Thursday,  March 4, 2021  4:19 am

Disappointing, harsh, unfair: Industry reacts to Canada’s one-year cruise ban


Disappointing, harsh, unfair: Industry reacts to Canada’s one-year cruise ban
Left: Allan Brooks, National Director of Markets Sales, Celebrity Cruises Canada; cruise expert Ming Tappin (top, right)
Michael Pihach

Michael Pihach is an award-winning journalist with a keen interest in digital storytelling. In addition to PAX, Michael has also written for CBC Life, Ryerson University Magazine, IN Magazine, and DailyXtra.ca. Michael joins PAX after years of working at popular Canadian television shows, such as Steven and Chris, The Goods and The Marilyn Denis Show.

Cruise ships banned from Canadian waters for another year?

Minister of Transport Omar Alghabra’s order that prohibits large cruise vessels from entering Canada until February 28, 2022, is something Allan Brooks, National Director of Markets Sales at Celebrity Cruises Canada, calls “disappointing news.”

“Yesterday’s news was certainly sad to hear and another blow to the travel industry,” Brooks told PAX on Friday (Feb. 5). “We know this is disappointing news, particularly as it relates to the Alaska cruise season.”

Announcing yet another setback for Canada’s travel industry, Minister Alghabra said Thursday (Feb. 4) that prohibitions to cruise vessels and pleasure crafts “are essential” in protecting communities and health care systems from COVID-19.

Large cruise vessels are banned from Canada until February 28, 2022.

Alghabra’s orders prohibits adventure-seeking pleasure craft from entering Arctic waters, passenger vessels carrying more than 12 people in Arctic coastal waters, including Nunatsiavut, Nunavik, and the Labrador Coast and bans cruise vessels carrying 100-plus people from Canadian waters.

All until February of next year.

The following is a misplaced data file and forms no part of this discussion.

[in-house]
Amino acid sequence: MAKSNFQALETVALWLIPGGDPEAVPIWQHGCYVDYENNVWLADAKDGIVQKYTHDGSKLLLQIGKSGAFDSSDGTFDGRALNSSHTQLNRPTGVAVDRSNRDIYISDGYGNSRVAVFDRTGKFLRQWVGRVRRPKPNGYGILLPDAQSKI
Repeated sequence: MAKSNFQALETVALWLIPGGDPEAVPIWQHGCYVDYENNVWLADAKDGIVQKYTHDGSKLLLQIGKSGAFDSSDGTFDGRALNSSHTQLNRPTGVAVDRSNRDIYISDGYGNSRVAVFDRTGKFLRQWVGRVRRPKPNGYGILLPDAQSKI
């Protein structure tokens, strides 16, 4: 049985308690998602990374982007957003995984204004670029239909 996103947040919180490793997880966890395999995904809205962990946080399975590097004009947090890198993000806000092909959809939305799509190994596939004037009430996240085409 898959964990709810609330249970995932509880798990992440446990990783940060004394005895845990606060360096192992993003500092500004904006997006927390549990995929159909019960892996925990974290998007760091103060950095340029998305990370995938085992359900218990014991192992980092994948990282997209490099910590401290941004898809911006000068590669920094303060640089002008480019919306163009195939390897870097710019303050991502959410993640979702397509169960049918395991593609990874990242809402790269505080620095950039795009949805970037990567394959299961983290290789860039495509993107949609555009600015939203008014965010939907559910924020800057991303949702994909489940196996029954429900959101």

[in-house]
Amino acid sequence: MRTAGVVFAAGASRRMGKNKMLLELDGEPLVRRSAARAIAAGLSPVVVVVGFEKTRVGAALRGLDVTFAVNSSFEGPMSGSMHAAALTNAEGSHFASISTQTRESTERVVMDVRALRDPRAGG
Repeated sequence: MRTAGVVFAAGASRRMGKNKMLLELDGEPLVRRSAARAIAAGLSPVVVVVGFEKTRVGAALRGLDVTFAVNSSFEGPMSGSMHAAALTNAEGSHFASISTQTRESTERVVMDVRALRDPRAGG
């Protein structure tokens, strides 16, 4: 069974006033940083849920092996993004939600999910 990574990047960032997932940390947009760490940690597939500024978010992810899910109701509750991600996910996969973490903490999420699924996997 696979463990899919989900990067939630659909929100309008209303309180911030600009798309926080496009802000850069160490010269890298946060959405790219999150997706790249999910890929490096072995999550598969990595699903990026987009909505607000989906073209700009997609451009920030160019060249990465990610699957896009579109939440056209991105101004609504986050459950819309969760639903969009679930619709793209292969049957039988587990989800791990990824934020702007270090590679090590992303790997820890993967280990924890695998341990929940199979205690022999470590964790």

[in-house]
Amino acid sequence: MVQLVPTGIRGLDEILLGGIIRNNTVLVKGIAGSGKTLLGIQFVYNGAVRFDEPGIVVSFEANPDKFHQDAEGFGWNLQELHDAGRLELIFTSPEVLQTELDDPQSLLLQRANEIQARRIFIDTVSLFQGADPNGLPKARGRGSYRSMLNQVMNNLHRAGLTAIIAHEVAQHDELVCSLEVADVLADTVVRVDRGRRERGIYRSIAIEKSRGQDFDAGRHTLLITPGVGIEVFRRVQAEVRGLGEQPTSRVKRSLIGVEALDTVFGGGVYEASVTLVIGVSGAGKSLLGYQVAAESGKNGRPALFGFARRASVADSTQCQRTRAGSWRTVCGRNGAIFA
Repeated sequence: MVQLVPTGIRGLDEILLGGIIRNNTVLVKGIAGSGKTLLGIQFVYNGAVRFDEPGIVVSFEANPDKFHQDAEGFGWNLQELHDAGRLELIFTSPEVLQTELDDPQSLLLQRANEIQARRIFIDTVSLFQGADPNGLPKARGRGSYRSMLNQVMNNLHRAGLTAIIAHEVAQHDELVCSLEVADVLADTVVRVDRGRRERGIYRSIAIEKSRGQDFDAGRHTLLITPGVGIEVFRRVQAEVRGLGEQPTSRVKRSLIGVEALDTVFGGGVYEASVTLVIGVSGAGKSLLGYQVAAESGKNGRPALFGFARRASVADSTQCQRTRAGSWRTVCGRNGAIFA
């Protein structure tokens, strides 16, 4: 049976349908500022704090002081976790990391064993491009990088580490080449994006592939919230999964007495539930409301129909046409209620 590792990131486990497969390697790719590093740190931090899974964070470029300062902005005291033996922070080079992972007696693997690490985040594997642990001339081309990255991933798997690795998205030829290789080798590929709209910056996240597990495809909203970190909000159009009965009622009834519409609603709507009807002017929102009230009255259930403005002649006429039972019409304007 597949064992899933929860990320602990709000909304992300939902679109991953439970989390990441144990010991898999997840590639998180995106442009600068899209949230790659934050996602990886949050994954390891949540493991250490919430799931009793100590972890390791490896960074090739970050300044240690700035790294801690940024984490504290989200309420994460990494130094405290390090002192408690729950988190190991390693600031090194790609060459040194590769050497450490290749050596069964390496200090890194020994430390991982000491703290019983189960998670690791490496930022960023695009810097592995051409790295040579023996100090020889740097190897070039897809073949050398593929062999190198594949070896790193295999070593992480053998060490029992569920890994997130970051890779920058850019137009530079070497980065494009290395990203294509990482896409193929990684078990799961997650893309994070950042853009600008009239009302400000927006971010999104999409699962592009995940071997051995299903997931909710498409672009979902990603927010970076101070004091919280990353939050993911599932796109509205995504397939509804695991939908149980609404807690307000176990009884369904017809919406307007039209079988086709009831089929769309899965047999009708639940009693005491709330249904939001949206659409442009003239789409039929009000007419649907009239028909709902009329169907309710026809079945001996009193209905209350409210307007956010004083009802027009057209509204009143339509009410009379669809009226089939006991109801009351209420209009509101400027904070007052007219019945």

If anything, it’s a move that sheds light onto the government’s attitude towards the cruise industry, while furthermore hindering any recovery strategy for 2021.  

"Cruise vessels in Canadian waters pose a risk to our health care systems," the government said in a statement on Thursday. 

Harsh & unfair

“I know Mr. Trudeau had said to brace ourselves for more travel restrictions to come, but I had no idea that this would be in the plan,” said Ming Tappin, PAX’s resident cruise expert and face behind Your Cruise Coach.

“Cruising isn’t supposed to start until May, so I didn’t think they would make a decision this early,” she said. “But I guess since there are so many logistics involved between the cruise lines and port authorities to set up operations, it was necessary.”

READ MORE: Canada extends ban on cruise ships until Feb. 28, 2022

Tappin said she wasn’t completely surprised by the announcement as “COVID is still not under control in many parts of Canada and the U.S.”  

However: “To cancel cruising season for the entire year is harsh, since vaccinations have begun and case loads in some places are slowly dropping.”

Ming Tappin of Your Cruise Coach. (Supplied)

“I only hope that the government will be diligent in reviewing the situation over the next few months and hopefully we can salvage the season.”

Tappin also sees a double standard at play. 

“To implement travel restrictions is a way to control people’s movements, but to ban cruising while allowing international flights and letting U.S. carriers take people to sun destinations is certainly unfair,” she said.

“We were surprised”

Cruise Lines International Association (CLIA) for North West & Canada (CLIA-NWC) said it was “surprised” by the length of the extension. 

“While we understand and support the government’s focus on combatting COVID-19 in Canada, we are surprised by the length of the extension of the prohibition of cruise,” said Charlie Ball, Chair of CLIA-NWC, in a statement.” “We hope to have an opportunity to revisit this timeline and demonstrate our ability to address COVID-19 in a cruise setting with science-backed measures, as CLIA members are doing in Europe and parts of Asia where cruising has resumed on a limited basis.”

Two years without cruising in Canada will have “potentially irreversible consequences” for families throughout the country, CLIA-NWC said.

Two years without cruising in Canada will have “potentially irreversible consequences” said CLIA-NWC.

In 2019, the cruise industry generated a total of $4.25 billion in economic activity in Canada, a 33% increase from 2016, CLIA said.